In the second of Tundra's Great Idea series, biographies for children who are just starting to read, Monica Kulling presents the life of an extraordinary man.
There were few opportunities for the son of slaves, but Elijah McCoy's dreams led him to study mechanical engineering in Scotland. He learned everything there was to know about engines - how to design them and how to build them. But when he returned to the United States to look for work at the Michigan Central Railroad, the only job Elijah could get was shoveling coal into a train's firebox.
Undaunted, he went on to invent a means of oiling the engine while the train was running, changing the face of travel around the world.
With playful text and lively illustrations, All Aboard! Elijah McCoy's Steam Engine may be the first biography a child discovers, and it will whet the appetite for many more.
MONICA KULLING was born in Vancouver, British Columbia. A poet, she has also published many books for children. Best known for her clear and engaging biographies, she has tackled subjects ranging from Harriet Tubman and Eleanor Roosevelt to Harry Houdini. Her book It's A Snap! George Eastman's First Photo, illustrated by Bill Slavin, was the first in Tundra's Great Idea Series. Monica Kulling lives in Toronto.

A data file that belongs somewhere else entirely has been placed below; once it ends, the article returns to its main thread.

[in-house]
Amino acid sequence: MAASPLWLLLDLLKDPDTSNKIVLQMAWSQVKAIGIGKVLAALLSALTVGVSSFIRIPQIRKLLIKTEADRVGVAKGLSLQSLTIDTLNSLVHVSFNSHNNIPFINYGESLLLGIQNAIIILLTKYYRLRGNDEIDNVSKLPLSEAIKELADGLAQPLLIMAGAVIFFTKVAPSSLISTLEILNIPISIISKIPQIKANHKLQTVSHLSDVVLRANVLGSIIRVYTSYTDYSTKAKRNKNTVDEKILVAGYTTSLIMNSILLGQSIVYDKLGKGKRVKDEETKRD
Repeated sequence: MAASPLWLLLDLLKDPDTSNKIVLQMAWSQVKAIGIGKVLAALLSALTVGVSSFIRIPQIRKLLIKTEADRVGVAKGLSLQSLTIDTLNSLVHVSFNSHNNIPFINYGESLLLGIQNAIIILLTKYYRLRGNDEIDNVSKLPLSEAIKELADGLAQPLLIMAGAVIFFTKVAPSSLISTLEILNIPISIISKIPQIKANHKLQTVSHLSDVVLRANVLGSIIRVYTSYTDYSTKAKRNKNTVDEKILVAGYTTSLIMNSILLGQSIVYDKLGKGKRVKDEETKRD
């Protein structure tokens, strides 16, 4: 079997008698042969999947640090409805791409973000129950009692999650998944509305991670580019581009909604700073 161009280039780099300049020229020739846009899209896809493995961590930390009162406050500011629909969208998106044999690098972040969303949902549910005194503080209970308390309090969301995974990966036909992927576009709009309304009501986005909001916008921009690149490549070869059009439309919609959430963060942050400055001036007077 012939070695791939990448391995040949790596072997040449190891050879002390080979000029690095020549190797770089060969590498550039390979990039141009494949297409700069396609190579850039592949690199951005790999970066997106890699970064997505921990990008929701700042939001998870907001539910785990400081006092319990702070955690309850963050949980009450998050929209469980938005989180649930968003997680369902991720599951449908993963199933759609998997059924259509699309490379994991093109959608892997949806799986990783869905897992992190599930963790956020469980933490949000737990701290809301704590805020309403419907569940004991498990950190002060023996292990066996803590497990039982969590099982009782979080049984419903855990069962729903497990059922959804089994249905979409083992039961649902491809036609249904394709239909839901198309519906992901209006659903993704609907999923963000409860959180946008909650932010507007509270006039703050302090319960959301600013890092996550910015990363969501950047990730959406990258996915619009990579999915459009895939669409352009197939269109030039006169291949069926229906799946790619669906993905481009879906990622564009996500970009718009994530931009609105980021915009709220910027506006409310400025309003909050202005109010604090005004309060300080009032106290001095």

BILL SLAVIN has garnered many awards for the over seventy books for children he has illustrated, including The Big Book of Canada by Christopher Moore and The Library Book: The Story of Libraries from Camels to Computers by Maureen Sawa. Among his many honors, he has won the Amelia Frances Howard-Gibbon Illustrator's Award, and The Blue Spruce Children's Choice Award.
"When I read Monica Kulling's retelling of the life of Elijah McCoy I felt the same sense of wonder and curiosity that I first experienced when I was initially introduced to this enigmatic, inventive, and charismatic figure. Bill Slavin's images are absolutely beautiful. My daughters LOVE it."
— Andrew Moodie, author of The Real McCoy
“an engaging biography of the African-American inventor . . . The narrative includes fictionalized dialogue and clear explanations about how the machinery works and concludes with an inspiring message . . .”
— School Library Journal